© 2016

Memory in the Twenty-First Century

New Critical Perspectives from the Arts, Humanities, and Sciences

  • Sebastian Groes

Table of contents

  1. Front Matter
    Pages i-xxi
  2. Introduction: Memory in the Twenty-First Century

  3. Metaphors of Memory

  4. Memory in the Digital Age

    1. Front Matter
      Pages 77-87
    2. Will Self
      Pages 89-96
    3. Hugo J. Spiers
      Pages 97-102
    4. Wendy Moncur
      Pages 108-112
    5. Stacey Pitsillides
      Pages 113-118
    6. Adriaan van der Weel
      Pages 125-129

About this book


This book maps and analyses the changing state of memory at the start of the twenty-first century via short essays written by scientists, scholars and writers. An experimental, multidisciplinary volume, it presents new research whilst recontextualising memory by investigating the impact of new conditions such as the digital revolution, climate change and an ageing population. It contains contributions by researchers at the foreground of new thinking about the human mind, such as N. Katherine Hayles and Claire Colebrook, as well as by writers such as Will Self, Maggie Gee and Adam Roberts. The interlinking work shows that the multiplicity of revolutions force us to reconsider our thinking about what it means to be a human being in the twenty-first century. Memory is increasingly becoming a collective, globally shared networking activity, whilst the role of the human mind is increasingly marginal, and taken over by machines. Human nature is rapidly changing.


Memory cognition science contemporary fiction digital revolution dementia Marcel Proust Ian McEwan autism cognitive offloading GPS mobile phones Kindle e-reading climate change futurology metaphors of memory the Internet mental illness evolution fiction Internet memory neuroscience

Editors and affiliations

  • Sebastian Groes
    • 1
  1. 1.University of RoehamptonUK

About the editors

Sebastian Groes is Senior Lecturer in English Literature at Roehampton University, UK. He specialises in modernist and contemporary fiction, has written on authors including Ian McEwan and Kazuo Ishiguro, and published The Making of London. He is the Principal Investigator of the AHRC and Wellcome Trust-funded The Memory Network.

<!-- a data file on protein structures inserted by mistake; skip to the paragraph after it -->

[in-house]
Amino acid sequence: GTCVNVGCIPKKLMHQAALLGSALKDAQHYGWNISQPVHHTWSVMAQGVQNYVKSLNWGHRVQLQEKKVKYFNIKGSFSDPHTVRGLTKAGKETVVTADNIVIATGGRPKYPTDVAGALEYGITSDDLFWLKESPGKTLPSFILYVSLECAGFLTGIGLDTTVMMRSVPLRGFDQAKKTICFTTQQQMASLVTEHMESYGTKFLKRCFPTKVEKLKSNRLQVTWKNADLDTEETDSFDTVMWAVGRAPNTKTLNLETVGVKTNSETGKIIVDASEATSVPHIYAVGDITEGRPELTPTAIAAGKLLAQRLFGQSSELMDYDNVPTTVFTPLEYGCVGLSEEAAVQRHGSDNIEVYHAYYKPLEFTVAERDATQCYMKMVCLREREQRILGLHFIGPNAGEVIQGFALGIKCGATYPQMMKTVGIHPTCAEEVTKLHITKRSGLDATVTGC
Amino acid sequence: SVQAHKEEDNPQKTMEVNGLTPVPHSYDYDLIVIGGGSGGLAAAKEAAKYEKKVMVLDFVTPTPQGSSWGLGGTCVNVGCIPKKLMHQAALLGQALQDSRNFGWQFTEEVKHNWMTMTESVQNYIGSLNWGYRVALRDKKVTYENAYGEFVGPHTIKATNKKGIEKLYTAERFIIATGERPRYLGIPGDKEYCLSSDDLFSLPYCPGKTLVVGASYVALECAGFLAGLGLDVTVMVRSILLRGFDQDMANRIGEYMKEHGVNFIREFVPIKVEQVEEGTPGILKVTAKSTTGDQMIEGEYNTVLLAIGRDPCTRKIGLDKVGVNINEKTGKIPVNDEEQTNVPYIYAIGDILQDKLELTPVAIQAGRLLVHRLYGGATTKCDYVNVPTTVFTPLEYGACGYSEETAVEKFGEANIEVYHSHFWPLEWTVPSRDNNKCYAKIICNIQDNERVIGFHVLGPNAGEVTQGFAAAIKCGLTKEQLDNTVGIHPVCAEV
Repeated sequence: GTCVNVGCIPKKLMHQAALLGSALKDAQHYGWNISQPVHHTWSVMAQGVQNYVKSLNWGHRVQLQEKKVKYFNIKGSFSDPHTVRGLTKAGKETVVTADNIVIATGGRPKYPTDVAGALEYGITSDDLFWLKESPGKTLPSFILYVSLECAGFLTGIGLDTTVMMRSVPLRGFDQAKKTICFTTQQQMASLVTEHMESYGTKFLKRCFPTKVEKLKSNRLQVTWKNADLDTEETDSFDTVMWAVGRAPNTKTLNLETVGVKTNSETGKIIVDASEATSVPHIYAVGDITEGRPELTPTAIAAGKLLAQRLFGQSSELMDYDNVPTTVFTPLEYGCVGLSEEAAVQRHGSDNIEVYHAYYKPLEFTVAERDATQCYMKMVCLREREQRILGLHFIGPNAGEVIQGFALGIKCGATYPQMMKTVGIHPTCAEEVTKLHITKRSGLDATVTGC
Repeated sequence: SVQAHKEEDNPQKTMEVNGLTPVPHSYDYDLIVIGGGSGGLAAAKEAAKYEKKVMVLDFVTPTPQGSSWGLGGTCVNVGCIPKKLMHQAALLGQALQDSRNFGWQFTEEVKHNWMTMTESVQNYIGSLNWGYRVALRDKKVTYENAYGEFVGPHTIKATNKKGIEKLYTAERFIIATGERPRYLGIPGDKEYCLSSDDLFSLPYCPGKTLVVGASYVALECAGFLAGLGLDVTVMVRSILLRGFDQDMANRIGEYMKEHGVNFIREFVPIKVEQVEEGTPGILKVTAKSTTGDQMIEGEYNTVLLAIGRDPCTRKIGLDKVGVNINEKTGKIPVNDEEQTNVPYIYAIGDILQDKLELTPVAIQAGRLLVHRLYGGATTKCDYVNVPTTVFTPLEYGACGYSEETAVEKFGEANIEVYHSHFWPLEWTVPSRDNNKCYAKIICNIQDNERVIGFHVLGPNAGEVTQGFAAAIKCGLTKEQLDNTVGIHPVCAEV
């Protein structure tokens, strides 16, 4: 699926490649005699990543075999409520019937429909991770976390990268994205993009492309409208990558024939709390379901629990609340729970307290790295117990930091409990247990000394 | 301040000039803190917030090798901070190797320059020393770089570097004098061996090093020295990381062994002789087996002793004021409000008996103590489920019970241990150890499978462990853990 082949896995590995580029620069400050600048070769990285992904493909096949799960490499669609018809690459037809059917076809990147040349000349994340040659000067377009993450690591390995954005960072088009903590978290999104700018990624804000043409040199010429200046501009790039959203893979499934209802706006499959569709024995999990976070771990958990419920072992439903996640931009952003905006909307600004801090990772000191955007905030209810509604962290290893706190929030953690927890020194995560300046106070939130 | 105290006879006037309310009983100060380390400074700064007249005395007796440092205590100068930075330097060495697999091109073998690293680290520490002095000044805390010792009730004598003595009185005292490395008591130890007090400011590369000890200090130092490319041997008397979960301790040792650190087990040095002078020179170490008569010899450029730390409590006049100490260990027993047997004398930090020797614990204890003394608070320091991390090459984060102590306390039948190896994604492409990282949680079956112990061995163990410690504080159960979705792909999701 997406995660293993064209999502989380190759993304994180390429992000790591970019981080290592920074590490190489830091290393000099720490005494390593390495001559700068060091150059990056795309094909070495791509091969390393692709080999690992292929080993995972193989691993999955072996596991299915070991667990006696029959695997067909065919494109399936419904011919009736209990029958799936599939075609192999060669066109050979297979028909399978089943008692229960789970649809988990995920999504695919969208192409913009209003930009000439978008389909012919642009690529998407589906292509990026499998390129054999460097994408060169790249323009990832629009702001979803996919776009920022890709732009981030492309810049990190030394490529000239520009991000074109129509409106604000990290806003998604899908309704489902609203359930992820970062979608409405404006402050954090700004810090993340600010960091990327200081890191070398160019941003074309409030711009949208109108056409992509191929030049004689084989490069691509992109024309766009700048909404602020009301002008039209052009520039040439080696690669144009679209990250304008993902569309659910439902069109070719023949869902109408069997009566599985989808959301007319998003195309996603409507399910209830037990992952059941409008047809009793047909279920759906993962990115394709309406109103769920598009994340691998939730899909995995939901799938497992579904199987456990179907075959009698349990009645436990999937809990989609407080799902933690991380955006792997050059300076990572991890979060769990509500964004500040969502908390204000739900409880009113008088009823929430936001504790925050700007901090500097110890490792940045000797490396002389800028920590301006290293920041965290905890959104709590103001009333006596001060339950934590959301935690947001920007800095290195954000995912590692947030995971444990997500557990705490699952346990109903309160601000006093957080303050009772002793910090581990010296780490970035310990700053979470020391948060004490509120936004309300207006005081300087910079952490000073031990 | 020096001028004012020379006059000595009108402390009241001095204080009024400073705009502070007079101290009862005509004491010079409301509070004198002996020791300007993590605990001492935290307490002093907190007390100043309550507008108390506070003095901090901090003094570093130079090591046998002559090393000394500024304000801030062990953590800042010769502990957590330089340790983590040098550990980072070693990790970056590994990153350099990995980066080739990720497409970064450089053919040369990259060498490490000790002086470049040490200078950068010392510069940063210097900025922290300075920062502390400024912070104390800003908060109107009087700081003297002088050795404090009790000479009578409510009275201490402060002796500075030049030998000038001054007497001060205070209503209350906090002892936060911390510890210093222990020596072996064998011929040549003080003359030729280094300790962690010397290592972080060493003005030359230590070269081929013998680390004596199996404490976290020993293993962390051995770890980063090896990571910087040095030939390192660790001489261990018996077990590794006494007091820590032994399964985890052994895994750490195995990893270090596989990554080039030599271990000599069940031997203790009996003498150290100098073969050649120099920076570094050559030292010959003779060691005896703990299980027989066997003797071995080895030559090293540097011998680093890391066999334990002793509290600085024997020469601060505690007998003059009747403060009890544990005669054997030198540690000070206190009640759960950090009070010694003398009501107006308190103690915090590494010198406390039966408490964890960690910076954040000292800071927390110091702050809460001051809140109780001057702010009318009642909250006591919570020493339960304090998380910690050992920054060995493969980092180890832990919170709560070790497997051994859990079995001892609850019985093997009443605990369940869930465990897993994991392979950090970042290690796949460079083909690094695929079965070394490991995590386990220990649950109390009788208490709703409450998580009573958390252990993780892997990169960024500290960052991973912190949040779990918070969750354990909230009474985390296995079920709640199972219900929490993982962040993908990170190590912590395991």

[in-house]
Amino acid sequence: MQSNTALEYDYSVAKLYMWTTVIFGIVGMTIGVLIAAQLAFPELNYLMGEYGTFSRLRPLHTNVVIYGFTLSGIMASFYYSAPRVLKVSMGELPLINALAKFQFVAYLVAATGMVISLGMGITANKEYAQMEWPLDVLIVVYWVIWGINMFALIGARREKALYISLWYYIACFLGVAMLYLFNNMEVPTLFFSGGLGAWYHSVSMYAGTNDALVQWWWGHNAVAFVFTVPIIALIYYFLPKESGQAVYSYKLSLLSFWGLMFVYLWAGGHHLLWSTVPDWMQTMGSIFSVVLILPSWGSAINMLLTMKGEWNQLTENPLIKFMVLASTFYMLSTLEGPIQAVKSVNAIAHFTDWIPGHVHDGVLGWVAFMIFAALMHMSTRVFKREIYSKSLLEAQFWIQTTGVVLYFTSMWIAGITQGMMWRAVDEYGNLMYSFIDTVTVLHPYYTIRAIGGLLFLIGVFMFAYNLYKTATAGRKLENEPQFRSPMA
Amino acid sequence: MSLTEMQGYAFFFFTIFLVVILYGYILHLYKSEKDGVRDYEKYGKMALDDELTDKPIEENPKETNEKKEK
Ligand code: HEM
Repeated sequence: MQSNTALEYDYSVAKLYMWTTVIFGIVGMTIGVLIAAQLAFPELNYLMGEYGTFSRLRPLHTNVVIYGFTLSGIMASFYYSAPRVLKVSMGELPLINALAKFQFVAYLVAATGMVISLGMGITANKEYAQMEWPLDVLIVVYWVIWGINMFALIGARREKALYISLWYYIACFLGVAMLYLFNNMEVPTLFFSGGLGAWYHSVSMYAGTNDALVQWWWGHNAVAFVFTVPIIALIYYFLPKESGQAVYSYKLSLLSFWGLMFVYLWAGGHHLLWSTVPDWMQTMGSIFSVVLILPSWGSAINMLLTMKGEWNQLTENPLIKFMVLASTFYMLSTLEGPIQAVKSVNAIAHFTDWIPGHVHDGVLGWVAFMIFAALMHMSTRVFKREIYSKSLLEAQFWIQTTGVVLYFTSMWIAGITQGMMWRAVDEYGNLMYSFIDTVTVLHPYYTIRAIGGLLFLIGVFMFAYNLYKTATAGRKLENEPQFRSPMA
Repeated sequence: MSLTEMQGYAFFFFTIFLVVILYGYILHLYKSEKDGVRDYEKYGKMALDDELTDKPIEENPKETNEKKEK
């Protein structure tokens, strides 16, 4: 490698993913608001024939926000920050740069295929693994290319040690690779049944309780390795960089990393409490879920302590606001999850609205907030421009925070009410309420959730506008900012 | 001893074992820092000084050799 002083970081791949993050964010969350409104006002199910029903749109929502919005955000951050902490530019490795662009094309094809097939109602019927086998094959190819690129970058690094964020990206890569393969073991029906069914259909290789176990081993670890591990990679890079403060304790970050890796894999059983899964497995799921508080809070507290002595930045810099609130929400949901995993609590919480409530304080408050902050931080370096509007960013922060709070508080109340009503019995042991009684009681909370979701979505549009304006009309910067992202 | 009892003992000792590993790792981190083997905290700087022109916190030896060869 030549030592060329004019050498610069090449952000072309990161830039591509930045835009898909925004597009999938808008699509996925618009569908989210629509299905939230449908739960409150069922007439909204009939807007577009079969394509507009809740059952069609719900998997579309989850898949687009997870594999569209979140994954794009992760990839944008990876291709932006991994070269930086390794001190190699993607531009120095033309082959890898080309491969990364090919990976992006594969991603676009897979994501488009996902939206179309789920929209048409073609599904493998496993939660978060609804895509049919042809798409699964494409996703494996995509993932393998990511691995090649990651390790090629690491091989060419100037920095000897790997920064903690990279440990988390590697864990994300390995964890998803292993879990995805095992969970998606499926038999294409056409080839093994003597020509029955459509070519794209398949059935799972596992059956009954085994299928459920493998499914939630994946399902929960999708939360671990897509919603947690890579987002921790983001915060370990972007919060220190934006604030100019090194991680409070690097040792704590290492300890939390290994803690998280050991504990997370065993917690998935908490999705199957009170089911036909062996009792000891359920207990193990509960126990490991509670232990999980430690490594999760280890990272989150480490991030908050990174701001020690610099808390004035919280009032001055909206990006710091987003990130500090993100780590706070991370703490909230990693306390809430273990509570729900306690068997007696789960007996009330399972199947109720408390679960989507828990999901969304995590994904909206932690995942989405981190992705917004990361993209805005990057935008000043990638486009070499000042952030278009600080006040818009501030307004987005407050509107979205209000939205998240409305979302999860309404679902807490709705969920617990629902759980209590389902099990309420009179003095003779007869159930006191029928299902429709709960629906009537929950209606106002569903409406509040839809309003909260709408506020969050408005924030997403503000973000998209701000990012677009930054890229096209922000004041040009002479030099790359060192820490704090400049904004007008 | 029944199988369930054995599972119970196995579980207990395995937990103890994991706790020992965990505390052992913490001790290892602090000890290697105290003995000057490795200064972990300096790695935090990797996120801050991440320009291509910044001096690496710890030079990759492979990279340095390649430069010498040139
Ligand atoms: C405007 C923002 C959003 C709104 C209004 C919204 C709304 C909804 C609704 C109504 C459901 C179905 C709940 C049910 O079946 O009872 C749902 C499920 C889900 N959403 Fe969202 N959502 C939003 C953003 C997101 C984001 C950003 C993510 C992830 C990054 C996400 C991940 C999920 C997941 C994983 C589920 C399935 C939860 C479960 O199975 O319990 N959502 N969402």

Bibliographic information


"As teacher, writer and editor, Sebastian Groes is one of the most interesting figures of his generation. His project, it seems, is to restore English studies (still languishing after its long dalliance with 'theory') to a central role in our intellectual culture. To achieve this he has drawn widely from other disciplines including the cognitive sciences. He has enlisted poets, novelists, psychologists, neuroscientists and philosophers to his cause. He has brilliantly enlivened and widened that contested space where science and the humanities meet. Memory and consciousness have always been the lifeblood of literary expression; in the past thirty years they have become subjects of scientific enquiry. Groes's passion for both modes of exploration has resulted in this superb collection of essays." — Ian McEwan, Booker Prize-winning author of Enduring Love, Atonement and The Children Act
"Memory in the Twenty-First Century, edited by Sebastian Groes, is a remarkable achievement. Bringing together an interdisciplinary mix of scientists, cultural critics, philosophers, writers and literary critics, it ranges across a diverse set of topics, including memory as metaphor, anticipation, ecology, subjectivity and even memory's seeming antithesis, forgetting. Readers will find an equally rich range of references, including novels, films, poems and art works, in addition to what seems like the entire scholarly repertoire of works on, about, and relating to memory across the centuries in Western culture." — N. Katherine Hayles, Professor of Literature and Director of Graduate Studies, Literature Program, Duke University, USA